The Insurance Amendment Act 2021: paving the way for 74% FDI in India’s insurance sector

Credit: iStock/Harvepino

The liberalisation of foreign investment in the Indian insurance sector has been a subject of debate for more than a decade.

In her Budget speech of 1 February 2021, the minister of finance, Nirmala Sitharaman, announced that the foreign investment limit in the insurance sector is set to be increased from 49% to 74%, with some safeguards in relation to foreign ownership and control. In line with the Budget announcement, the Insurance (Amendment) Bill 2021 was introduced in the Rajya Sabha (the upper house of the Indian Parliament) on 15 March 2021, which passed the Amendment Bill on 18 March 2021. It received the President’s assent on 25 March 2021 and came into force on 1April 2021.

The Amendment Act seeks to raise the limit of foreign investment in an Indian insurance company from 49% to 74% and to allow foreign ownership and control with safeguards.

In her Budget speech, Ms Sitharaman proposed that certain safeguards will be included, such as a requirement that a majority of the directors and key managerial personnel of an insurance company are resident Indians and at least 50% of the board is comprised of independent directors.

She also proposed that there would be safeguards in relation to payment of dividends, as a specified percentage of profits will be required to be retained in the insurance company as a general reserve. The government is likely to prescribe the conditions and the manner of foreign investment in insurance companies.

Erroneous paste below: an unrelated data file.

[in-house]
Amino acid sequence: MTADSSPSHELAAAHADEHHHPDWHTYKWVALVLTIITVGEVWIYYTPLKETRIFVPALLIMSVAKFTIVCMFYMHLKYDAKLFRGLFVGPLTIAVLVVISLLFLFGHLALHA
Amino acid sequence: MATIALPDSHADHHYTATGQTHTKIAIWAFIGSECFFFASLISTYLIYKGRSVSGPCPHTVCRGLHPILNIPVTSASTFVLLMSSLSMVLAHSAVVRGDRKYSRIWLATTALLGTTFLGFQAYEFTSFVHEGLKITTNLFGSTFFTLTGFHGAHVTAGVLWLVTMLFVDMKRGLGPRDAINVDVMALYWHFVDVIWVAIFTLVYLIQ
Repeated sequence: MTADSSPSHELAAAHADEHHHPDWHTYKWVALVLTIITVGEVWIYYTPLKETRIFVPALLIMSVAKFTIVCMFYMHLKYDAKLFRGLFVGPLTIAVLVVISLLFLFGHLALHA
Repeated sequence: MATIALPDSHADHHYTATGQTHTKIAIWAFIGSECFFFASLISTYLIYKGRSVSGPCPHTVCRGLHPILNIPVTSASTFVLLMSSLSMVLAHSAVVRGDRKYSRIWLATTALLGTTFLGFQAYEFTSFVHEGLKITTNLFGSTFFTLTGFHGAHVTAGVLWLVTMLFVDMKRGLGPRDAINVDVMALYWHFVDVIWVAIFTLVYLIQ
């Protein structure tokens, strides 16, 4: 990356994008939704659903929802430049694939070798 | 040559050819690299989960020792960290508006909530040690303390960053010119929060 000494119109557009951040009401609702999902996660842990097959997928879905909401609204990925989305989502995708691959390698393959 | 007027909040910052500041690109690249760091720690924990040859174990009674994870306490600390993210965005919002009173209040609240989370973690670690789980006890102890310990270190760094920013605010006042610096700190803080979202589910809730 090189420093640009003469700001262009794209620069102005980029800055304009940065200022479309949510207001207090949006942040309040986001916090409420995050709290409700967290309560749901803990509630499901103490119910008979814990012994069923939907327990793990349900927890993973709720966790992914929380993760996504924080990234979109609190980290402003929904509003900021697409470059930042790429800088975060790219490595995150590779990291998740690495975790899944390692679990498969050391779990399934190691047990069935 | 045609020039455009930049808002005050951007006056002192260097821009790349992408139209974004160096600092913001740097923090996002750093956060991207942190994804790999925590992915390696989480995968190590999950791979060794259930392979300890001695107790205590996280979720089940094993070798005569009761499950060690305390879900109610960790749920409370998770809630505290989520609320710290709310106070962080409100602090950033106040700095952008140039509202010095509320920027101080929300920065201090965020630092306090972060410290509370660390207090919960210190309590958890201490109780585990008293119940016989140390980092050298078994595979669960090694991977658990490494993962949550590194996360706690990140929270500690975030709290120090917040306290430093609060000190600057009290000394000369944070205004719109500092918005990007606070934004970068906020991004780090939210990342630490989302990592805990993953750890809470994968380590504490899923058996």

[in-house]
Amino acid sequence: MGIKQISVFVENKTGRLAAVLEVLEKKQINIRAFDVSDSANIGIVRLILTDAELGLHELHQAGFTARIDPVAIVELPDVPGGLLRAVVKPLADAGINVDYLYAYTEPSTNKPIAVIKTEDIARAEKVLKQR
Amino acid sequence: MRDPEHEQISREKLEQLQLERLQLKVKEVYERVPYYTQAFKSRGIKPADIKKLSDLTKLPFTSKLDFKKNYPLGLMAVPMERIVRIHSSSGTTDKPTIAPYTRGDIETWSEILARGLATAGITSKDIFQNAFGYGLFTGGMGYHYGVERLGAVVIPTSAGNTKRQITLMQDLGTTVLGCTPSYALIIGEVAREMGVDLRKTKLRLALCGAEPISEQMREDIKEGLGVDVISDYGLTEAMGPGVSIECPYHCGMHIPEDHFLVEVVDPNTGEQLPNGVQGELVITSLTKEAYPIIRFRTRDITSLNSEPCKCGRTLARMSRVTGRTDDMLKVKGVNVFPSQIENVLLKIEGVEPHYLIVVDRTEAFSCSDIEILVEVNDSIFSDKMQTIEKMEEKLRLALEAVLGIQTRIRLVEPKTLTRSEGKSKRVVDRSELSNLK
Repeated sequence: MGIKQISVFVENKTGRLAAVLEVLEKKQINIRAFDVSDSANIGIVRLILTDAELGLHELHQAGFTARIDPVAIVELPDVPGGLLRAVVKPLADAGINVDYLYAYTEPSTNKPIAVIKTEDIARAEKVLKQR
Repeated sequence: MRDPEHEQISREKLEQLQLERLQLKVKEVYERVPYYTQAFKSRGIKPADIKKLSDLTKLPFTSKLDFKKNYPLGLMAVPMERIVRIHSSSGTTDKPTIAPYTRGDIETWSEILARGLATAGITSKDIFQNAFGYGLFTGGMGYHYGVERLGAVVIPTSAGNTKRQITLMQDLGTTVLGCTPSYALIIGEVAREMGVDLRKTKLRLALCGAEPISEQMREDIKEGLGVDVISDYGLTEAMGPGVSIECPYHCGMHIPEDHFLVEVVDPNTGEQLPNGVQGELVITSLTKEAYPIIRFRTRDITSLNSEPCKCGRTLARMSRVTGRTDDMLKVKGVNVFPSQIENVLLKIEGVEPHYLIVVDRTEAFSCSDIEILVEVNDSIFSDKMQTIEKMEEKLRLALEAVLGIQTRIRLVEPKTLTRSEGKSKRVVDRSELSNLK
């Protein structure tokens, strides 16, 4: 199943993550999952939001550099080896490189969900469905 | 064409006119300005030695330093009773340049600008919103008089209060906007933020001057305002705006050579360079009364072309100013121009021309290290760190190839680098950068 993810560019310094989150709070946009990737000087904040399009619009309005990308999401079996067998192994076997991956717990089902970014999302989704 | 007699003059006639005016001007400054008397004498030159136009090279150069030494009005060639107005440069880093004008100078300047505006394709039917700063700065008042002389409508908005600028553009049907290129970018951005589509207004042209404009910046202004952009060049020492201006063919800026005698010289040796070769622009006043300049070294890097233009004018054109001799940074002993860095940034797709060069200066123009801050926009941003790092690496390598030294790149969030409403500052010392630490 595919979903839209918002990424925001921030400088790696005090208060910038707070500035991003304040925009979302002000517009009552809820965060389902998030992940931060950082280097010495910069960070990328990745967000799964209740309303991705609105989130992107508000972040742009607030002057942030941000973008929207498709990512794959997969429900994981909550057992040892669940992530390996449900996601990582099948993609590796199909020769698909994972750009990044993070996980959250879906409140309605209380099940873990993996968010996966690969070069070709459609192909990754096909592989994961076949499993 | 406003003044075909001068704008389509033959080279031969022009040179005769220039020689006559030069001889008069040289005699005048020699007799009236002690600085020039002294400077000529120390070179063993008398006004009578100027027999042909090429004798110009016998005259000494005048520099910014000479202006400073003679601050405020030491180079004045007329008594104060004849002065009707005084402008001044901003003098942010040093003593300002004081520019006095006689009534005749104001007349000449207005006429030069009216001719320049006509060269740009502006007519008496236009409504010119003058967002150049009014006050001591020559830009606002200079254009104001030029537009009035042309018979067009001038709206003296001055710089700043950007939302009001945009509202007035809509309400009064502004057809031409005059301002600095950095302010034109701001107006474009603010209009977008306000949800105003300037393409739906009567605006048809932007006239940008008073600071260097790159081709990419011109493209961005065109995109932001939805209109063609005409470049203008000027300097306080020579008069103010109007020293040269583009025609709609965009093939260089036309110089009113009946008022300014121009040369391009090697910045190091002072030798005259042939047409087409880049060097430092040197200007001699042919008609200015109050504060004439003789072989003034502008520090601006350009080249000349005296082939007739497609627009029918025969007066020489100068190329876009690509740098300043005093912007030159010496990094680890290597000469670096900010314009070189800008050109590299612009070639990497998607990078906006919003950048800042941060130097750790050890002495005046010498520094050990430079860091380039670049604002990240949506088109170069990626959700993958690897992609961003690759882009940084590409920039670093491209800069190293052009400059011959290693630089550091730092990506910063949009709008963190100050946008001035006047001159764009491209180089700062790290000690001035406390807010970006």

Insurance sector after increase in FDI to 49% in 2015

In 2015, the sector was opened up substantially and the foreign direct investment (FDI) limit was increased from 26% to 49%.

At the same time, the government also introduced the ‘Indian Owned and Controlled’ requirement, which meant that the foreign investors could not exert control over significant polices of the company, and insurance companies would at all times be under the control of the Indian promoters.

Insurance sector post-2015

Since 2015, the sector has seen a significant rise in foreign investment, an influx of private equity funds, increased digitalisation and the establishment of new insurance companies, particularly in the general insurance space.

Insurance penetration in life insurance, which had been declining between 2009 and 2014, has since been exhibiting an upwards trend (from 2.60% to 2.82%) and insurance penetration in general insurance has risen from 0.70% to 0.94%. However, relative to the global insurance market, India remains severely underpenetrated.

A key to alleviating this deficiency lies in insurance companies scaling up and, because insurance is a capital-intensive business, it is necessary to supplement domestic capital with greater foreign investment.

Key amendments in 2021

The Amendment Act amends the Insurance Act 1938 and, inter alia, provides for: